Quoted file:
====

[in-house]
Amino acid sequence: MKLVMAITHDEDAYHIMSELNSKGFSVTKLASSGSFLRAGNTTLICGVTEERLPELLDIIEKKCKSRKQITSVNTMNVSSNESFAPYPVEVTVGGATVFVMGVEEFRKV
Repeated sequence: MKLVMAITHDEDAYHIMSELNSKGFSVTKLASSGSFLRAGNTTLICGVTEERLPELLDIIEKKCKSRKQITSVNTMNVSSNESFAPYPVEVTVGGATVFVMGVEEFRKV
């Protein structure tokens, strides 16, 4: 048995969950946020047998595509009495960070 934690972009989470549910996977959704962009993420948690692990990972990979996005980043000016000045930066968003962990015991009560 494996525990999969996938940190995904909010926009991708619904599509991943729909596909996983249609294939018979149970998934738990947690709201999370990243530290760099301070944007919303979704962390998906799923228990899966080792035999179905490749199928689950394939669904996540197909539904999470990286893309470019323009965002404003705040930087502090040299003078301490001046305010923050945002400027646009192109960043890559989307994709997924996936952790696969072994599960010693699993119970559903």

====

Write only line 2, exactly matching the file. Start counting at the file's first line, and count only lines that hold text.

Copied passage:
Amino acid sequence: MKLVMAITHDEDAYHIMSELNSKGFSVTKLASSGSFLRAGNTTLICGVTEERLPELLDIIEKKCKSRKQITSVNTMNVSSNESFAPYPVEVTVGGATVFVMGVEEFRKV